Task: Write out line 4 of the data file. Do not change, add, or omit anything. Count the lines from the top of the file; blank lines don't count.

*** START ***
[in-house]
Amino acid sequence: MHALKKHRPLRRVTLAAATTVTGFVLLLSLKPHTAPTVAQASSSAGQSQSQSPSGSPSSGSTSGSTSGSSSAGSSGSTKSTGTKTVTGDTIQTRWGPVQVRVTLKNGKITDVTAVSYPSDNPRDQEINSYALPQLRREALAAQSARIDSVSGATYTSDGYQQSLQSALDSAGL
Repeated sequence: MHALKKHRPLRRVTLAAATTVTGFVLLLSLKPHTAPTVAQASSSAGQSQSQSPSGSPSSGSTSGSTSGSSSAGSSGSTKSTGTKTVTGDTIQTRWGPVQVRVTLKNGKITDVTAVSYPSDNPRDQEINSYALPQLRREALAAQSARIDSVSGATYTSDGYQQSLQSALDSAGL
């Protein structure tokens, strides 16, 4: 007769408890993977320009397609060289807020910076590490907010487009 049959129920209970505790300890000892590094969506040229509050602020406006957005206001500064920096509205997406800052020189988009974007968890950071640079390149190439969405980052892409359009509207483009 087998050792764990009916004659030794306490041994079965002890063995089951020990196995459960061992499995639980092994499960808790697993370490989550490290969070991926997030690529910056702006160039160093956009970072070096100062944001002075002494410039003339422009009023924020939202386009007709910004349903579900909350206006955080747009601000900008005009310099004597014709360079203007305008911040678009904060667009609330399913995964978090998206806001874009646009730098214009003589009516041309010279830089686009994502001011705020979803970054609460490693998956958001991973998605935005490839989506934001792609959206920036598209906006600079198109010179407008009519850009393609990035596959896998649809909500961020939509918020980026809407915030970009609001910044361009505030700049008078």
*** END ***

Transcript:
């Protein structure tokens, strides 16, 4: 007769408890993977320009397609060289807020910076590490907010487009 049959129920209970505790300890000892590094969506040229509050602020406006957005206001500064920096509205997406800052020189988009974007968890950071640079390149190439969405980052892409359009509207483009 087998050792764990009916004659030794306490041994079965002890063995089951020990196995459960061992499995639980092994499960808790697993370490989550490290969070991926997030690529910056702006160039160093956009970072070096100062944001002075002494410039003339422009009023924020939202386009007709910004349903579900909350206006955080747009601000900008005009310099004597014709360079203007305008911040678009904060667009609330399913995964978090998206806001874009646009730098214009003589009516041309010279830089686009994502001011705020979803970054609460490693998956958001991973998605935005490839989506934001792609959206920036598209906006600079198109010179407008009519850009393609990035596959896998649809909500961020939509918020980026809407915030970009609001910044361009505030700049008078």